1. Also, do you have any websites that a first time troop leader should be using?

      Delete
    2. Hi, Rebecca :) and welcome to the wonderful world of Girl Scout Leaders! Don't feel bad. It's very overwhelming at first. You're going to do a GREAT job!

      I've got some links in one post that might help you: http://troopleadermom.blogspot.com/2012/10/some-helpful-links-and-online-resources.html

      Let me know if you have any issues with any of those links. Basically if you're wanting to focus on the Daisy Petals (learning the Law) -- and since you're starting at first grade, that would be my recommendation, since next year they'll Bridge up to Brownies -- then you're welcome to just follow my blog posts about Daisies (they are nearly all petal-based) for ideas or suggestions on what to do. Just click on the dates in the right-hand column, starting with the oldest, to see what topics there are.

      You don't have to have the girls buy the books, and you are of course welcome to do Journeys in addition to or instead of the petals, but I'm afraid I won't be much help for Daisy Journeys, as my troop did not do these. We were a first grade troop and I decided it was a better fit to focus on the Petals instead. :)

      Your mileage may vary, absolutely though, so do whatever is best for you.

      If you have questions or concerns, please feel free to comment on any of my posts here. I will do my best to answer as quickly as possible! I would not be able to write this blog were it not for the many other troop leaders out there whose ideas inspired mine, so I'm more than happy to help others if I can. :)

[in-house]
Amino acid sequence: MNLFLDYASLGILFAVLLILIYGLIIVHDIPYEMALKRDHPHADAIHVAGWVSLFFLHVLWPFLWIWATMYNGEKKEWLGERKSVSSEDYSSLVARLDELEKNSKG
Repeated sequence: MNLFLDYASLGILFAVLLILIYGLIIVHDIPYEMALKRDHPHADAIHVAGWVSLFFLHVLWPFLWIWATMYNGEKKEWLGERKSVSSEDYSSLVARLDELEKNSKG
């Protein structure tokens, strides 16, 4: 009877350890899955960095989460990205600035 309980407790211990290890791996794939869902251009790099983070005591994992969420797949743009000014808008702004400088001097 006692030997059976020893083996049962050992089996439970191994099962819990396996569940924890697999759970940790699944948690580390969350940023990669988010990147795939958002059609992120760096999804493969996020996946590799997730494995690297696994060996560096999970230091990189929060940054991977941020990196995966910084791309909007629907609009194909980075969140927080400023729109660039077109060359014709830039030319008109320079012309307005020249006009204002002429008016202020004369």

Delete
    3. P.S. Sorry that reply is displaying wonky. It's because of the link.

      Delete
    4. Thank you for your information. We are also a first grade troop and we are just starting in JANUARY!!! i'm worried we won't have enough time to do all the petals. I know we won't b/c we are only meeting once a month for now. A lot of the parents are overwhelmed with activities. So we are not going to do journeys, just petals. I will read your blog over the weekend. Thanks for the advice. I hear they bridge up around the beginning of summer? The GSA office said that they will be doing Brownie stuff this summer so I"m worried we are too late for Daisy experience. Most kids probably wont' want uniforms. Hopefully they will get the vests, then they can put their petals on those. I meet with the GSA office on monday so I'll get more then. Any other suggestions?

      Delete